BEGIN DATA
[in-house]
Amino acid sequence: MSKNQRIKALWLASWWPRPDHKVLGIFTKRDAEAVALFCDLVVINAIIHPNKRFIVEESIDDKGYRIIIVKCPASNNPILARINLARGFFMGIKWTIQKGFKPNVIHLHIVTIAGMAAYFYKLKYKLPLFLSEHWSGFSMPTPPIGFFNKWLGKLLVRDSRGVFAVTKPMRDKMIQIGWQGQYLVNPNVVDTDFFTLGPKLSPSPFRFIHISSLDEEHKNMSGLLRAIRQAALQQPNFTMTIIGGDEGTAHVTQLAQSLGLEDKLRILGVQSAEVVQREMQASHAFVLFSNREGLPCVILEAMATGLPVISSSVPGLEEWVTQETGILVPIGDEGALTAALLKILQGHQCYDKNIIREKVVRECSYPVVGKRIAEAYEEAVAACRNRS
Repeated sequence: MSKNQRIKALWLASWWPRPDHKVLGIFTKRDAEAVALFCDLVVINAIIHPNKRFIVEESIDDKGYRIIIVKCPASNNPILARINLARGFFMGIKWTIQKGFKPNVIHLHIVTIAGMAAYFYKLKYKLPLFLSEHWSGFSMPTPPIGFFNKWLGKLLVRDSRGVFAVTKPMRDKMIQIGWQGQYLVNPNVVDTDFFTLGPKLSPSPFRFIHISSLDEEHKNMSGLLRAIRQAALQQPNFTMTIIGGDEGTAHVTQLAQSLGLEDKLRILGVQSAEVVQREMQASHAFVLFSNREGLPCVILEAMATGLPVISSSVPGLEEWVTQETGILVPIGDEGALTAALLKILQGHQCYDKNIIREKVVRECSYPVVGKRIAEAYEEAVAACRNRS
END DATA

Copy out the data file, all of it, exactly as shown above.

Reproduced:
[in-house]
Amino acid sequence: MSKNQRIKALWLASWWPRPDHKVLGIFTKRDAEAVALFCDLVVINAIIHPNKRFIVEESIDDKGYRIIIVKCPASNNPILARINLARGFFMGIKWTIQKGFKPNVIHLHIVTIAGMAAYFYKLKYKLPLFLSEHWSGFSMPTPPIGFFNKWLGKLLVRDSRGVFAVTKPMRDKMIQIGWQGQYLVNPNVVDTDFFTLGPKLSPSPFRFIHISSLDEEHKNMSGLLRAIRQAALQQPNFTMTIIGGDEGTAHVTQLAQSLGLEDKLRILGVQSAEVVQREMQASHAFVLFSNREGLPCVILEAMATGLPVISSSVPGLEEWVTQETGILVPIGDEGALTAALLKILQGHQCYDKNIIREKVVRECSYPVVGKRIAEAYEEAVAACRNRS
Repeated sequence: MSKNQRIKALWLASWWPRPDHKVLGIFTKRDAEAVALFCDLVVINAIIHPNKRFIVEESIDDKGYRIIIVKCPASNNPILARINLARGFFMGIKWTIQKGFKPNVIHLHIVTIAGMAAYFYKLKYKLPLFLSEHWSGFSMPTPPIGFFNKWLGKLLVRDSRGVFAVTKPMRDKMIQIGWQGQYLVNPNVVDTDFFTLGPKLSPSPFRFIHISSLDEEHKNMSGLLRAIRQAALQQPNFTMTIIGGDEGTAHVTQLAQSLGLEDKLRILGVQSAEVVQREMQASHAFVLFSNREGLPCVILEAMATGLPVISSSVPGLEEWVTQETGILVPIGDEGALTAALLKILQGHQCYDKNIIREKVVRECSYPVVGKRIAEAYEEAVAACRNRS